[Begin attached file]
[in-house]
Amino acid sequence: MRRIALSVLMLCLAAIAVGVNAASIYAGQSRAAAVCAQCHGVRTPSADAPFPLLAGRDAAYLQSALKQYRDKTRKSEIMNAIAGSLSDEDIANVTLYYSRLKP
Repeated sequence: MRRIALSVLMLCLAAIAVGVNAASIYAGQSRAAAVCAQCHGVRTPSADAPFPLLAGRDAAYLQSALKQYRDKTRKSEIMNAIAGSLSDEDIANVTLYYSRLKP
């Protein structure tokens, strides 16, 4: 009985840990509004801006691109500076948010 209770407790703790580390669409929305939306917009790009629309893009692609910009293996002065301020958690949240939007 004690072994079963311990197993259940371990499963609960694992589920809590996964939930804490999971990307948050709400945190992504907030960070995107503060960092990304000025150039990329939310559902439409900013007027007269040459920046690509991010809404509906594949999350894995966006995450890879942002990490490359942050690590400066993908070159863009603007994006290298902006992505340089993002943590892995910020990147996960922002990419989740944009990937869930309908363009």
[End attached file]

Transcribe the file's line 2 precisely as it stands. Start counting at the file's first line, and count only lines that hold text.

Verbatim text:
Amino acid sequence: MRRIALSVLMLCLAAIAVGVNAASIYAGQSRAAAVCAQCHGVRTPSADAPFPLLAGRDAAYLQSALKQYRDKTRKSEIMNAIAGSLSDEDIANVTLYYSRLKP